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A last poem for Sir Vidia

A last poem for Sir Vidia

 

The Man Booker world has lost one of its grandest figures. V.S. Naipaul, who won the prize with In a Free State in 1971, its third year, died this week aged 85. It is fitting therefore that one of his last public appearances was at the reception hosted by the Duchess of Cornwall at Buckingham Palace to honour 50 years of the prize. Naipaul was one of the many former winners present and took centre spot in the winners' line up for the photographs. He was not always a popular figure – his critiques of Africa, Islam, and the legacy of colonialism were not designed to win him friends, and they didn't – but he was always an admired one. As another Man Booker winner, Salman Rushdie, said: “We disagreed all our lives, about politics, about literature, and I feel as sad as if I just lost a beloved older brother. RIP Vidia.” His friend the editor of the Mail on Sunday Geordie Greig was with him at the end and revealed that he read to him a favourite poem, Tennyson's Crossing the Bar. “He drifted off and it was peaceful and very sad but what a life, what an achievement, what a legacy.” Part of that legacy is perhaps something all writers should share. When asked about criticism of his work, Naipaul said: “When I read those things, I am immensely amused. They don’t wound me at all.”

 

Naipaul did not just write books but was the subject of books by others too. Patrick French's authorised biography The World is What it Is was brutally candid; Paul Theroux – with whom Naipaul had a famous falling out – wrote Sir Vidia's Shadow (not a favourable portrait); while the figure of Mamoon in Hanif Kureshi's roman a clef The Last Word is clearly based on Naipaul. The image all these books portray of the man are not necessarily of an admirable character but the fact that they were written at all shows that he was unignorable.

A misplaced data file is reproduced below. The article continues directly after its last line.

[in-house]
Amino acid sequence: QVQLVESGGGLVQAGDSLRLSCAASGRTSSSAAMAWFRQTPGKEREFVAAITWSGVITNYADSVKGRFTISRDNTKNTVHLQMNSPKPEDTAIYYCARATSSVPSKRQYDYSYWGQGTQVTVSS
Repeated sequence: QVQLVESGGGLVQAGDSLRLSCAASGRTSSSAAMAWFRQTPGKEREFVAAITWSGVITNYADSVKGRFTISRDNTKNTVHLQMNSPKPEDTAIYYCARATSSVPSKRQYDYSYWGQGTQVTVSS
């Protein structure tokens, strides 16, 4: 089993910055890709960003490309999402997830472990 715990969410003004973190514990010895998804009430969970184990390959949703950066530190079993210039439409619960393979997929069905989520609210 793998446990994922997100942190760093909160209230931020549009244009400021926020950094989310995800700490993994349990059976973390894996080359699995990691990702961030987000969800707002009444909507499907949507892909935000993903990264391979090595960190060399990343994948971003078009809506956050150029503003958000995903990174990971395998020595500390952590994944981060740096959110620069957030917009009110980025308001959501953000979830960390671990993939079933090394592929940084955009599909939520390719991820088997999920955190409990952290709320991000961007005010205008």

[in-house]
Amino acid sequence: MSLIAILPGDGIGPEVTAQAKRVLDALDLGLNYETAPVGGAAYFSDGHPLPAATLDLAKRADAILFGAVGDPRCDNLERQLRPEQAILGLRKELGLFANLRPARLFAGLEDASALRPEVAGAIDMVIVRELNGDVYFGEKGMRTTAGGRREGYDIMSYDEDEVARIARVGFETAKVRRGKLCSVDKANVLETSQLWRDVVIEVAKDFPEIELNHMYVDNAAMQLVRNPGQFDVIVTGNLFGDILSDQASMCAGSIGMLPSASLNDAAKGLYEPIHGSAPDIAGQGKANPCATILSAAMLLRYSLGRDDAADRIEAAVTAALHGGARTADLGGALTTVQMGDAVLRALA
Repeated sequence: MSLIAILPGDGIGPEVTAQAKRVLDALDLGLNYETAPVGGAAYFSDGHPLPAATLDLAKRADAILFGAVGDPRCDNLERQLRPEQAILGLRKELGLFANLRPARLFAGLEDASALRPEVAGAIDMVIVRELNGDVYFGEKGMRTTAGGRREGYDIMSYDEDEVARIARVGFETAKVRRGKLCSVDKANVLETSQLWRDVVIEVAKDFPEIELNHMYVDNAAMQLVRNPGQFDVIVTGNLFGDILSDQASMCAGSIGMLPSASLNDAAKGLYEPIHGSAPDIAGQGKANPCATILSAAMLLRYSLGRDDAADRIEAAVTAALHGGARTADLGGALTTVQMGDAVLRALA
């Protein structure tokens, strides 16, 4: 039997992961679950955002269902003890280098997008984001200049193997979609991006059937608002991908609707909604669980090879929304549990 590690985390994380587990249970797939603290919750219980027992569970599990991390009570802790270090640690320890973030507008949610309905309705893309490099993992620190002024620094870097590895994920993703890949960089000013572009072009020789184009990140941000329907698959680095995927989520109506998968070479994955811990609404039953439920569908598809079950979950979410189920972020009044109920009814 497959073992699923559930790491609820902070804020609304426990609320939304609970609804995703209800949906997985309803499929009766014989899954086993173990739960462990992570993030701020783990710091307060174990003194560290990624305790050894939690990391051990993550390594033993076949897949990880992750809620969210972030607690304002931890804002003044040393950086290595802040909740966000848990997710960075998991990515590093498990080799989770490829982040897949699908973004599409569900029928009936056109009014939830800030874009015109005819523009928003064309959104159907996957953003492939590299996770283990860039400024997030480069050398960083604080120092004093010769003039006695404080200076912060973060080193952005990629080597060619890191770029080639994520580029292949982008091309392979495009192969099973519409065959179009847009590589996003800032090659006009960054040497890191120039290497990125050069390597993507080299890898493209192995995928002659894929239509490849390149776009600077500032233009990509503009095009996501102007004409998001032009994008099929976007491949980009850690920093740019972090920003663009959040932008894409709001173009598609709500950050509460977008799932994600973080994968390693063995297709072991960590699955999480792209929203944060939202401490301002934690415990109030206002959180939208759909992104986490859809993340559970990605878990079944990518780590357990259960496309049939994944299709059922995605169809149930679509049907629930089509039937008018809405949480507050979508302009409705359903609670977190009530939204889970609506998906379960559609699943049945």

Proof of the Man Booker effect in action: Nick Drnaso's longlisted comic book Sabrina has sold out. Waterstone's and Foyles are searching for copies, Amazon also ran out. Waterstone's said the book was the second best-selling (behind Michael Ondaatje's Warlight) of the longlisted books but it “would be our first if we could get hold of more stock. It’s been quite remarkable to see how people have rushed out to get their hands on copies.” According to Granta, the book's publisher, sales had more than doubled since the announcement, with two reprints so far. Drnaso himself seems to be the least excited person around. It felt “like this very abstract, far-away thing”, he said of learning the news of his longlisting.

 

Belinda Bauer, longlisted for her crime novel Snap, had the opposite reaction and happily admits to being chuffed to bits. “If its tokenism, I don’t care,” she says, “because it does so much not only for crime writers but for readers in general, because now hopefully some of them will be open to reading a different kind of book.” As she points out, “almost every book in history has a crime element to it”. Here motivation is the same as for most other novelists; it's all about the characters not the crime: “If you don’t love the characters, then who cares who did it, or if they got caught?”

 

Olga Tokarczuk's Man Booker International Prize-winning Flights has just been published in America, where it is garnering the same sort of rave reviews and feature articles it received over here or, as the New York Times couldn't resist putting it: “Olga Tokarczuk’s Book ‘Flights’ Is Taking Off”. As the book's translator Jennifer Crofts said recently: “A lot of Flights is about forging human connections and considering the other. So I think it happened to hit in the UK at a good moment right after Brexit, and I think probably that the reception in the US is going to be similar.” Tokarczuk herself was more explicit and spoke in terms of the Trump border wall: “Twelve years ago there was no mention of the idea of walls or borders, which were originally adopted by totalitarian systems,” she said. “Back then I must admit that I was sure that we had put totalitarianism behind us.”